Speed Secrets: Data For Everyone!
I’ve not met a club racer or gentleman driver who isn’t motivated by the sheer thrill and excitement that racing brings. Similarly, I haven’t met one who isn’t also driven by the fact that racing has tangible gauges of success. Racing is measurable. Races have results. Racers have performance indicators and input. Whether it’s time, effort and/or money, results are more often than not measurable against these indicators. Said another way, the more you put into racing, the more you get out of it. Hire a coach: find a second. Learn about setup: develop a better handling car. Purchase a data acquisition system: see your areas of development. Right?
Let’s focus on that last point. "Purchase a data acquisition system: see your areas of development." "Easier said than done," you’re likely saying. For some, reading data is simple. For others (like me), who aren’t as gifted in that area, we have to be shown. I’ve invested a lot of time with my fellow PRO3 racers (www.pro3-racing.com
) on data analysis in these last two years. Almost 50 percent or more of the field now runs with Traqmate or an AiM Solo, and throughout the year, we’ve collectively addressed the No.1 question I used to get: "Can you help me understand my data? I don’t know what it says."
The second most-asked question is, "can you share your data with me so I can compare my times with yours?" For the sake of this article (and so you don’t need it to dig into your own driving), we are going to focus on comparing "drivers vs. themselves!" There is so much that can be learned in your own driving, way before you even overlay your data on someone else’s.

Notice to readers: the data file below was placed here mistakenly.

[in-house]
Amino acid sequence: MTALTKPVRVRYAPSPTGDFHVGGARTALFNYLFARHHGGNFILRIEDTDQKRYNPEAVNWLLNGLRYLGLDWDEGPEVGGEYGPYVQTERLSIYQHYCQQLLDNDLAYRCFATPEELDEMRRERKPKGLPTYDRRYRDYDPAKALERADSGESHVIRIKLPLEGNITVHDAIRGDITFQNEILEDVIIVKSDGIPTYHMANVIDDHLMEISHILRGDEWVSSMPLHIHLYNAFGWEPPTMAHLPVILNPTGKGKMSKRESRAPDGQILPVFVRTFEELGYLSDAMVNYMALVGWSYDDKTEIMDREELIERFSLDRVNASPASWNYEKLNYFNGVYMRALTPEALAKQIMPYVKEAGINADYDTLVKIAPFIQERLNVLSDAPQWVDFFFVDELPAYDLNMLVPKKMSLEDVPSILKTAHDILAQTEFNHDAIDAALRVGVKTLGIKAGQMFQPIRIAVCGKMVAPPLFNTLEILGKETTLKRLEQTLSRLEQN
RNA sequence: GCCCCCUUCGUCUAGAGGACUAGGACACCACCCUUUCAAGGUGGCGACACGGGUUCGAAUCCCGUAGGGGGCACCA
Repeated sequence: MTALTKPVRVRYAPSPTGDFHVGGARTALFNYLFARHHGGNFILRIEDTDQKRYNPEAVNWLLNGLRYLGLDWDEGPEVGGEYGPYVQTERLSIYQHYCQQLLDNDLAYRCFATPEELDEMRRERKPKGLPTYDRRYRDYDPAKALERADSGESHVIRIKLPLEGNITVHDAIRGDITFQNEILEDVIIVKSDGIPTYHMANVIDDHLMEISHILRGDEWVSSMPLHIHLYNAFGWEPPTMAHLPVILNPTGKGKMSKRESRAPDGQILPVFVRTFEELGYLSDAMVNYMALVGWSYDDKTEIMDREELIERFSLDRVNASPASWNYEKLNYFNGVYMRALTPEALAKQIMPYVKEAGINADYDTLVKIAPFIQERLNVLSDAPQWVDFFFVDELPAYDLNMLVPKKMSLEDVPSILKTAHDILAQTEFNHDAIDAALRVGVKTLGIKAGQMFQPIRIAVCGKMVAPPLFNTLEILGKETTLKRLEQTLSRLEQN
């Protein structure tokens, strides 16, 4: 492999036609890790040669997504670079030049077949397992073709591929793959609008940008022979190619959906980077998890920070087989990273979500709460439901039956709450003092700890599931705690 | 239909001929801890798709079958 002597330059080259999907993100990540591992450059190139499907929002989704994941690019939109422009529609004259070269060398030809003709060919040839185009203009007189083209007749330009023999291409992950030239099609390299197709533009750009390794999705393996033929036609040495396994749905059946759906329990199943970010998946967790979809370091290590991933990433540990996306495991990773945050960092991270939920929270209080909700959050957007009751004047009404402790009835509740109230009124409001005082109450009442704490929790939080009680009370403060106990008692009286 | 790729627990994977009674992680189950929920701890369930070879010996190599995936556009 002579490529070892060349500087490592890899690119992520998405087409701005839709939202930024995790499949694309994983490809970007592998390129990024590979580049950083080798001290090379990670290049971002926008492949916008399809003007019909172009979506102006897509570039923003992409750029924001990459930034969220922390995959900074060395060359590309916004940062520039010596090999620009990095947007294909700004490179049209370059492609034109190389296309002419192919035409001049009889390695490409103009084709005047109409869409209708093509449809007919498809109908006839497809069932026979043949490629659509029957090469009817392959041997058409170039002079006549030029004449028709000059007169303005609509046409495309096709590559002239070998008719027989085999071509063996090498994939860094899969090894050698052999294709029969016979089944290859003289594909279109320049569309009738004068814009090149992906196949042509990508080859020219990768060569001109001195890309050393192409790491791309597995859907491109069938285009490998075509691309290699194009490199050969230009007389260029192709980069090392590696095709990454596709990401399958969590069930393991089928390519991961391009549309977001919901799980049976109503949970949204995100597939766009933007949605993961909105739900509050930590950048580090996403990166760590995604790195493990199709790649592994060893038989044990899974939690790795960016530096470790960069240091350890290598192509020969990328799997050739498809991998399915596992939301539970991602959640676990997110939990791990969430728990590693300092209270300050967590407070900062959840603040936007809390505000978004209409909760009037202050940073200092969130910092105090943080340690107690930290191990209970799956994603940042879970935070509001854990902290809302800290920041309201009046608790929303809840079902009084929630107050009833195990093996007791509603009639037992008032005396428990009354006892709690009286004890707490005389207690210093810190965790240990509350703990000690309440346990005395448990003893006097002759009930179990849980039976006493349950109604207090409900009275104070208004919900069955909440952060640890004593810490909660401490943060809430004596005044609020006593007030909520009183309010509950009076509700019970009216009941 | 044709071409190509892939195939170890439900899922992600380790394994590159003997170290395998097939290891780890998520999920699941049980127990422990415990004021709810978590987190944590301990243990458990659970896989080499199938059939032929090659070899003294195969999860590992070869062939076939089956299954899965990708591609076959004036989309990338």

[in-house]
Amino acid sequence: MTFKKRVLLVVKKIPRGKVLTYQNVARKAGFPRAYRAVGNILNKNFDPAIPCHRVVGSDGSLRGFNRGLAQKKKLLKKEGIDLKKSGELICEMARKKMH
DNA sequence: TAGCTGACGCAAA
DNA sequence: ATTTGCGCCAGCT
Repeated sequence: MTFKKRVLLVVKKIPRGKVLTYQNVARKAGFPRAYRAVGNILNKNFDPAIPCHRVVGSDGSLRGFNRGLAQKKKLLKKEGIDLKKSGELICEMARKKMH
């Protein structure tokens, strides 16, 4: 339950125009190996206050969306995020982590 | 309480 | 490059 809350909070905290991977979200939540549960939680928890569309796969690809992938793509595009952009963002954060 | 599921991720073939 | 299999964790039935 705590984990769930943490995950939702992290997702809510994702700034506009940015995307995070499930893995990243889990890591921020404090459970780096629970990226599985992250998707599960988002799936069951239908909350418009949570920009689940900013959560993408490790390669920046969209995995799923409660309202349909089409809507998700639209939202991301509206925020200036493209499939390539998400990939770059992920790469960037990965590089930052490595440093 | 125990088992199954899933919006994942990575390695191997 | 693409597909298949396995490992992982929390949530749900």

The other assumption I’m going to make is that you’re aware of how to get your data on-screen in a format that can be read. If you can’t, there are a few videos online; I want to point you to the one entitled "Setting Up Measures Graph View"
The charts for this conversation will always be as follows, as highlighted in the video:
- – Top graph GPS Speed (how fast you are going).
- – Middle graph GPS Longitudinal (it goes down, you are slowing down; it goes up, you are speeding up).
- – Bottom graph is a Time/Distance comparison (line is below the fastest ‘reference’ lap, faster; line goes above, slower).
Lastly, I want to make it clear that I had to be shown, guided, tutored, and coached by many amazing people. From Roger Caddell (AiM Yoda) to my fellow racers (like Dan Rogers) to all of the insights I get in my ventures into the professional racing arena from the likes of Seth Thomas, Greg Liefooghe, Ryan Eversley, and Zach Lutz, I appreciate it all.
The rest of this article is going to be both written and in video format. I’ve prepared smaller snapshot videos to accompany the article for those looking for more visual references. We’re going to focus on the following key things:
Inconsistency: I learned this analysis from a data seminar by Roger Caddell and it’s a hugely useful tool when you are looking for a few initial major areas of improvement, especially in consistency and lap times. He called it "Noise" and it’s a phrase that has stuck with me ever since. After a run, look at your five or so fastest lap times, overlaid on each other.
Figure 1: Noise Illustration
In Figure 1, I’ve highlighted six laps. Then I’ve highlighted the fastest lap in dark blue. Where the lines on the chart are tightly packed, there is consistency. Where they are far apart, there is inconsistency, which, in turn, leads to inconsistent lap times.